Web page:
The sheer volume of funding requests out there limits VC firms' ability to sift through stacks of new proposals, according to these executives.
"The industry is essentially reactive," Mayfield's Roberts says. "We've talked about everyone wanting to be proactive. I think we're trying, but it tends to be reactive. So some form of personal referral and sort of focused approach is the key."
Referrals sometimes come from other venture capital funds. An entrepreneur may have a well-crafted business strategy and a strong technology solution, but the business simply doesn't fit in with the VC's long-term strategy. When that happens, funds often refer those prospects to other VCs.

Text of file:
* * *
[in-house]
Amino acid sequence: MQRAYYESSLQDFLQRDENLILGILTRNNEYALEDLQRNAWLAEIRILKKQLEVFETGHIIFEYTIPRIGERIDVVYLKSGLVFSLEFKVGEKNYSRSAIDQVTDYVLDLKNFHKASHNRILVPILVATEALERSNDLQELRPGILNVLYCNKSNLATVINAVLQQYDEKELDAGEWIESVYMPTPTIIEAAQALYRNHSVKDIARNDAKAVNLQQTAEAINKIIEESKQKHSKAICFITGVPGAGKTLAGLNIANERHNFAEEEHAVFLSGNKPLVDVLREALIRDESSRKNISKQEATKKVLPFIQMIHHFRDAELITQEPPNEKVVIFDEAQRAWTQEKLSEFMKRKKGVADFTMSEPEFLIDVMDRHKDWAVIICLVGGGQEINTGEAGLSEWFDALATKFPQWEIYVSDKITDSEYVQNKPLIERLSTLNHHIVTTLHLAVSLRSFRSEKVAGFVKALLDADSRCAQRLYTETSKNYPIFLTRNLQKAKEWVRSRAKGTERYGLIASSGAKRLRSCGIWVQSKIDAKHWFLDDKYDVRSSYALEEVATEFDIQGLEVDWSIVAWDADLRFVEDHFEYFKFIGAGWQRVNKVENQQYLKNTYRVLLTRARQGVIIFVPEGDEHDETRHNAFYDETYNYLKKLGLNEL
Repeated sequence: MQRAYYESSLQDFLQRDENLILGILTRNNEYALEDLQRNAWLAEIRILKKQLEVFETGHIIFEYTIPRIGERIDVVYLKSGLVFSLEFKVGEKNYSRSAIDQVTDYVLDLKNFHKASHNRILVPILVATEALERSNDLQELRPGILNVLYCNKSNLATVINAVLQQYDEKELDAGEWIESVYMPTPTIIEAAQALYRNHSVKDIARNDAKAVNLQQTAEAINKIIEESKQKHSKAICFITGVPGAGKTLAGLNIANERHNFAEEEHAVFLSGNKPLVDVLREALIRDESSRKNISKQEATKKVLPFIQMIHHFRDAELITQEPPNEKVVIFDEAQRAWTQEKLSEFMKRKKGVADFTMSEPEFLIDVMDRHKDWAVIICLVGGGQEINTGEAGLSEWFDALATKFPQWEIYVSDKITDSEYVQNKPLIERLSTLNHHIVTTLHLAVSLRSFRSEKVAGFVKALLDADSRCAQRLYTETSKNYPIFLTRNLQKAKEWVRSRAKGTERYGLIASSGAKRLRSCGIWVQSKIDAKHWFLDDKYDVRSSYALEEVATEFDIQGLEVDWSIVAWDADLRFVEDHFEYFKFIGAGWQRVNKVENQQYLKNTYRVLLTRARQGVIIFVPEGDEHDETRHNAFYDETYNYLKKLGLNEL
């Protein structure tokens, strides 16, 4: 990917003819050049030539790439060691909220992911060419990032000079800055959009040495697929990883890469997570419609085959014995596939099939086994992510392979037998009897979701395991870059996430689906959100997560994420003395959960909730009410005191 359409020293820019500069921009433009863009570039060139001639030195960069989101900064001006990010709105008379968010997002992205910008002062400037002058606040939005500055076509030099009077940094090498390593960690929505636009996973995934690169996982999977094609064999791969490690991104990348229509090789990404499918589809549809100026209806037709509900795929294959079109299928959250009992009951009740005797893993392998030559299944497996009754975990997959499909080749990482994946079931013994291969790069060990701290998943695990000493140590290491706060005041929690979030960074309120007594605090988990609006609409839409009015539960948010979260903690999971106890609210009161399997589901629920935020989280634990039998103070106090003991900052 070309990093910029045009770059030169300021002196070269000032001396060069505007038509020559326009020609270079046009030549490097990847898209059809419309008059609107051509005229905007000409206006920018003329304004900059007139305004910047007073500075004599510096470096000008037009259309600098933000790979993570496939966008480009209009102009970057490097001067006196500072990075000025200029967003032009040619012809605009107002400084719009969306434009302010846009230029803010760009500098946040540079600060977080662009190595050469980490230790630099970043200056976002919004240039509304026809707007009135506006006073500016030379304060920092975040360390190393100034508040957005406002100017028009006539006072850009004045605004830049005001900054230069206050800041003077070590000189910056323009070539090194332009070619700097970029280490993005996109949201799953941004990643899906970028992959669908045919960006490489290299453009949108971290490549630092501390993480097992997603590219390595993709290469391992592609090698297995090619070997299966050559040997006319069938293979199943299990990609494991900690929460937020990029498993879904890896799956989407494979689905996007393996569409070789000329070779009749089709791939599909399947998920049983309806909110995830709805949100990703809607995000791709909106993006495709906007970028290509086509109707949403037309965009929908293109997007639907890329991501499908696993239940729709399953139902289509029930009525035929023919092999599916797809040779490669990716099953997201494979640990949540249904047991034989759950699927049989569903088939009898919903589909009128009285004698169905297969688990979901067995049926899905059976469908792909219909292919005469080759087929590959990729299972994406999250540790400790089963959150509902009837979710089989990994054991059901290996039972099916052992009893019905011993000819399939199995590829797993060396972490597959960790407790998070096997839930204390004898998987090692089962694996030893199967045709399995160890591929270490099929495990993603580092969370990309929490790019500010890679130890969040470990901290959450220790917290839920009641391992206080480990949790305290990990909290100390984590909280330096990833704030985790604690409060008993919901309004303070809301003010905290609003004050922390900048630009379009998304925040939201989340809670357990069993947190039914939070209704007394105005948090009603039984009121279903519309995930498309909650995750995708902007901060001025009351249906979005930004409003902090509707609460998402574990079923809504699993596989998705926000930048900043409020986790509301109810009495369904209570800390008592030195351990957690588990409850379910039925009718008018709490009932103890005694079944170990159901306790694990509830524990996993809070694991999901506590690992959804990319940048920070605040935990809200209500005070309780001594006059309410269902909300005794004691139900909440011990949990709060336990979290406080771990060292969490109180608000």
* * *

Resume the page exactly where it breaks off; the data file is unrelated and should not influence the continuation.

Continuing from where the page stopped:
"We see a fair amount of those referrals," says King.
However, some VCs say they're taking different approaches for scouting and funding new start-ups as a way to stay on the cutting edge of technology trends.
"We tend to find companies [in several] ways," says Bessemer's Treadwell.
A referral comes through a "trusted friend," he says. Bessemer also examines the market segments of companies from which it gets referrals, and then goes out and "scours that space," Treadwell says. Sometimes, he adds, Bessemer finds a company that's better.
Another approach, Treadwell says, is to proactively target an interesting or emerging market and then go out and find a company in that space. But, he notes, "In current exuberant times, it's hard to do that on an ongoing basis."
Marcia Savage & Larry Hooper contributed to this story.